The soundtrack to Frank Zappa's strange early-'70s film 200 Motels was always doomed to be a peripheral entry in his discography. The movie's story was not easy to follow, and neither is the record (not that plot was ever a big focus of the production). It's typically wacky Zappa of the era, with unpredictable sharp turns between crunchy rock bombast, orchestration, and jazz/classical influences, as well as interjections of wacky spoken dialogue. Those who like his late-'60s/early-'70s work – not as song-oriented as his first albums, in other words, but not as "serious" or as silly as his later records – will probably like this fine, although it's not up to the level of Uncle Meat.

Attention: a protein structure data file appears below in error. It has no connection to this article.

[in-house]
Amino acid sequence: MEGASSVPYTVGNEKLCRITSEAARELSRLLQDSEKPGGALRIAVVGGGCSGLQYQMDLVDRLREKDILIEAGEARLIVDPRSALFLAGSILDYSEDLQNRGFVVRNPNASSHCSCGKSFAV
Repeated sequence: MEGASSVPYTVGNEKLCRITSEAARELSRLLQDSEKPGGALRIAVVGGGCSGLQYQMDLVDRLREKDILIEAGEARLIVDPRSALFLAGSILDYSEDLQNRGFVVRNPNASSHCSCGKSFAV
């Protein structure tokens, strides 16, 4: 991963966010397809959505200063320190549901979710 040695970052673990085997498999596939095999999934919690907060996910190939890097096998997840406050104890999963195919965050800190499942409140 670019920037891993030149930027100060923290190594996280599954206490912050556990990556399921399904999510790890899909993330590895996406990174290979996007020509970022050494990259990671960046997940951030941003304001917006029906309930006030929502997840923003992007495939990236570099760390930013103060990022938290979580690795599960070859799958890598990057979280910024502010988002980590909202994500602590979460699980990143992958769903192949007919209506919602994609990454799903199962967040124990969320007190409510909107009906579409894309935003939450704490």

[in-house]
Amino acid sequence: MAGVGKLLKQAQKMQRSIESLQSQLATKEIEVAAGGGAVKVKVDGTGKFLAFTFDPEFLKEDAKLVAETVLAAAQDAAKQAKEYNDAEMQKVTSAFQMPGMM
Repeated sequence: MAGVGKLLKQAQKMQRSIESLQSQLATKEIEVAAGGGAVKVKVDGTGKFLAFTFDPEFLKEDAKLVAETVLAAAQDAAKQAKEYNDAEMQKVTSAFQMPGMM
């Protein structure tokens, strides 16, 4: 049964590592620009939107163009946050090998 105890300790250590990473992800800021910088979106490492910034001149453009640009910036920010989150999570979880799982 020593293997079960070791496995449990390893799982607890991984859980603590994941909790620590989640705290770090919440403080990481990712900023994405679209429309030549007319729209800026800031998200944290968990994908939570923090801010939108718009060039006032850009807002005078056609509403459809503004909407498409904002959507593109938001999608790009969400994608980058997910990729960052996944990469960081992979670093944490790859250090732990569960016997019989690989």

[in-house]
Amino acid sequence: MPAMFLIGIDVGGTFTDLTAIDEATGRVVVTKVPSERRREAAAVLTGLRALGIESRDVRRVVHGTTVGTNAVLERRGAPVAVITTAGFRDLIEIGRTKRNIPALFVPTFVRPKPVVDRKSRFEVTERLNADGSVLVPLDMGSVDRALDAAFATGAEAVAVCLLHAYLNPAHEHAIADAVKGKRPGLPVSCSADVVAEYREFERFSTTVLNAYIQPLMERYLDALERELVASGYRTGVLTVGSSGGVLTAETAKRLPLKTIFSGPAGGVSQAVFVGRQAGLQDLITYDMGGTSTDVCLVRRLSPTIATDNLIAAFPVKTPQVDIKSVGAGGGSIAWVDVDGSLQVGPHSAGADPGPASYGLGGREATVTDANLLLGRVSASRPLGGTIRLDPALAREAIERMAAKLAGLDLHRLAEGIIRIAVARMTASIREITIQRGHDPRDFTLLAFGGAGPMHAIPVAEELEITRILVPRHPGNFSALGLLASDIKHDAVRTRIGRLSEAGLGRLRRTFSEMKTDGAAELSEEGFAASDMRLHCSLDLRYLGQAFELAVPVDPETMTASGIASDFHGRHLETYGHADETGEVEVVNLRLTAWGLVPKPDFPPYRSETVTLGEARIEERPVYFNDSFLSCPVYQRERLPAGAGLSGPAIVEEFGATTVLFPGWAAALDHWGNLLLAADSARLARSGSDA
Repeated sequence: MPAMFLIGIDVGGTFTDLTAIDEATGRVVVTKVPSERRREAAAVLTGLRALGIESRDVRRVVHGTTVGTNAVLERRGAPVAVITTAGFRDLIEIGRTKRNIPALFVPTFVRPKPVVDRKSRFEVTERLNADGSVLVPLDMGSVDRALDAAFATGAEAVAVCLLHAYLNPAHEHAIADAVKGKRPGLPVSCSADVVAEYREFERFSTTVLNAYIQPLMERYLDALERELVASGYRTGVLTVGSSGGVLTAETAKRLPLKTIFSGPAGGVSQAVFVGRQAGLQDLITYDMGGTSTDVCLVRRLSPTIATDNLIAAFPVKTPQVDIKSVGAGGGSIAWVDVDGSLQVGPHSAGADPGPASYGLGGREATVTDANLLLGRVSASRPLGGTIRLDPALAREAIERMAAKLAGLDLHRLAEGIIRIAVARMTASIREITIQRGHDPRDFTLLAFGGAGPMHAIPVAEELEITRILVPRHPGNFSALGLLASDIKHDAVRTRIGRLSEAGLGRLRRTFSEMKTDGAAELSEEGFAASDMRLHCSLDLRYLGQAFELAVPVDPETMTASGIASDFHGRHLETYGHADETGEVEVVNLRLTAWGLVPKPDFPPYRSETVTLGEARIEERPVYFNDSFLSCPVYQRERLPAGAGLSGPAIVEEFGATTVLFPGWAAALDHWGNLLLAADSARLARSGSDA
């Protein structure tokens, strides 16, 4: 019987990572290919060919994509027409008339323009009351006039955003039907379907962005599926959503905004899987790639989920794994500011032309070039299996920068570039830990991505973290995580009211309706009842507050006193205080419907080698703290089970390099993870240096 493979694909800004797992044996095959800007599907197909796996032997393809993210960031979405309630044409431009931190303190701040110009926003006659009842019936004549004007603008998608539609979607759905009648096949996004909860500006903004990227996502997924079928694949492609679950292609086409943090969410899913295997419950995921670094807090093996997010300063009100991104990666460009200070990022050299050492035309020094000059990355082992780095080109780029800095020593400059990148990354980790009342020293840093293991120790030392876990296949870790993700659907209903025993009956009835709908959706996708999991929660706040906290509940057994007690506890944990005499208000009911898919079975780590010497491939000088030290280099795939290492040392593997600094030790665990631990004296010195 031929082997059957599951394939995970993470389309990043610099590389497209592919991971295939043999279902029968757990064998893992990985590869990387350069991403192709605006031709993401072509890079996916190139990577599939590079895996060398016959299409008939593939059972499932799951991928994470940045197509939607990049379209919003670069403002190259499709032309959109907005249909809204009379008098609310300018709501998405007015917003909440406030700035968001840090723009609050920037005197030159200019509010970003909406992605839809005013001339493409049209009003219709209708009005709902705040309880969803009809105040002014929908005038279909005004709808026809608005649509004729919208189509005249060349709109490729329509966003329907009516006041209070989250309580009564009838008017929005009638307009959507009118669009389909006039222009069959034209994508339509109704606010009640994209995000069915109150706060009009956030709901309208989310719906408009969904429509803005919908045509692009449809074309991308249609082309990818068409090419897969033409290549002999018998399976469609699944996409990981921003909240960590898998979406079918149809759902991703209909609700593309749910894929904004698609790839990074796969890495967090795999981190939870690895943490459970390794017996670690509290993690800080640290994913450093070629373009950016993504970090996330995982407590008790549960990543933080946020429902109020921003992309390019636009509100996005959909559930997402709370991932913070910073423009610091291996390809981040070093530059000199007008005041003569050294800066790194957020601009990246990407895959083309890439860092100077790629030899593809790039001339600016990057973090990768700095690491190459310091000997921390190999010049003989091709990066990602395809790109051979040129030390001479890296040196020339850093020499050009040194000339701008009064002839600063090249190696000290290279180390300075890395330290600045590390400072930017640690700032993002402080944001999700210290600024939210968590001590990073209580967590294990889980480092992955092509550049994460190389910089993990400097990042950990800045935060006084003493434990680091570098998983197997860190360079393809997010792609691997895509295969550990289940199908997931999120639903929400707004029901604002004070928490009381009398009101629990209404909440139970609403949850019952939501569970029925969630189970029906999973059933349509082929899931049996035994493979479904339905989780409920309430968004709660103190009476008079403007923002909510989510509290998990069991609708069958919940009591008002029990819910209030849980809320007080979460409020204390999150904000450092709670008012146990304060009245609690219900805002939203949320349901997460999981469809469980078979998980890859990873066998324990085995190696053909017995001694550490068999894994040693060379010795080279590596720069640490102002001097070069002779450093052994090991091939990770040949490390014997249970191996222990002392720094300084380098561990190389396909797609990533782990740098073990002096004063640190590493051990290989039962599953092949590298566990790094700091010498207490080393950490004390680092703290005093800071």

Bless This House was released in 1956 and features Mahalia Jackson and the Falls-Jones Ensemble. This LP is a favorite of the gospel purists who feel alienated by Jackson's collaborations with pop artists like Percy Faith and Harpo Marx. The songs on Bless This House feature great supporting performances by pianist Mildred Falls and organist Ralph Jones. Highlights include a jazzy, swinging "Let the Church Roll On," a dark, bluesy "Trouble With the Word," and energetic versions of "Down By the Riverside" and "It Don't Cost Very Much." Bless This House includes some of Jackson's most serious offerings and reflects the influence of blues singers Bessie Smith and Ma Rainey on her vocal style. A great introduction to Jackson's joyous, religious music and a good beginning for new listeners.